Ultimately, I had to leave the airport and find a place to stay in Perth just as the city was about to enter lockdown. I wasn’t the only person at the airport who couldn’t make it onto a flight that night.
Meanwhile, I had also contacted my travel agent who was able to make a reservation but couldn’t get it ticketed. He also tried calling Qantas, as a Platinum member, but it took 38 minutes for the call to be answered. By that time, the flight had closed.
Airport sales counters closed with no adequate alternative
I’m still not sure why I wasn’t able to book a ticket on the Qantas website. According to section 14.2.2 of the Qantas Frequent Flyer terms & conditions, “Classic Flight Rewards may be booked up to two hours before the scheduled departure for domestic flights” when booking on Qantas.com. Furthermore, the ticketing of revenue airfares should be possible until 30 minutes prior to departure. I started trying to book around 2.5 hours before departure.
By the time I contacted my travel agent, there was just under an hour until departure. According to the fare rules for a Qantas Red e-Deal ticket, that should have been fine as ticketing should be possible up to 30 minutes before departure in cases where a reservation is created less than 90 minutes before departure.
However, it seems Qantas has filed its red e-Deal fares incorrectly as ticketing was ultimately not possible within 60 minutes of departure. That’s likely why my travel agent was unable to ticket the booking 54 minutes before the scheduled departure time.
But, ultimately, this disaster could have been avoided if Qantas had not closed its airport sales desks without replacing them with an adequate alternative. Directing customers to the call centre is not helpful when it is not staffed appropriately and nobody answers the phone. I cannot tell you how frustrating it was to still be waiting on hold when check-in closed.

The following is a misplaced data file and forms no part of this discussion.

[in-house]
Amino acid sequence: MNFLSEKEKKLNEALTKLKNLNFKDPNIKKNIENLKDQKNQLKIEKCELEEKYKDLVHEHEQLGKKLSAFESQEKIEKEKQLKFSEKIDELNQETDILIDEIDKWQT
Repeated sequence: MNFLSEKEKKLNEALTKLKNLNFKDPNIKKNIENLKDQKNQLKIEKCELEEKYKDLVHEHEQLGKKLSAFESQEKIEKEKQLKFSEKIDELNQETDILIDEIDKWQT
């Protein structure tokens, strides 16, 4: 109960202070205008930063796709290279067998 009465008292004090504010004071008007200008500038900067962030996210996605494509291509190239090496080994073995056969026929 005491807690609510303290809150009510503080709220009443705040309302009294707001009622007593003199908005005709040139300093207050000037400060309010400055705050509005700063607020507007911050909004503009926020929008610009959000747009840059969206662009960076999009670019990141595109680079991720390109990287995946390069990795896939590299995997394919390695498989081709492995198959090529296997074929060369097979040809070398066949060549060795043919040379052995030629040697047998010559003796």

What does Qantas have to say about this?
A Qantas spokesperson told me that the website and call centre were experiencing very high demand that evening due to multiple state governments announcing border restrictions around the same time. The airline acknowledged that some people were unable to book tickets due to the large number of people trying to book within a short space of time.
“Last week was far from business as usual, with a large number of state borders closing on short notice,” the Qantas spokesperson said.
“Unfortunately this put huge pressure on our contact centres, website and airports teams as thousands of customers tried to change their travel plans quickly.”
Qantas says it has made a number of technology improvements since the start of the pandemic to make it easier for customers to manage their own travel. The airline has also recently made some changes in an attempt to fix the call centre, and says that more staff are currently being trained.
That’s well and good, but selling tickets is a basic function of any airline. I find it staggering that it was impossible to buy a ticket online, at the airport and over the phone.
Inevitably, more customers will be caught out in the future when needing to book or change their travel plans urgently – potentially leading to disastrous consequences for some.
Sorry, Qantas – this was an epic fail.
You can join the discussion about Qantas’ decision to close airport sales desks & service counters on the Australian Frequent Flyer forum: Qantas to shut airport service desks, force customers onto self-service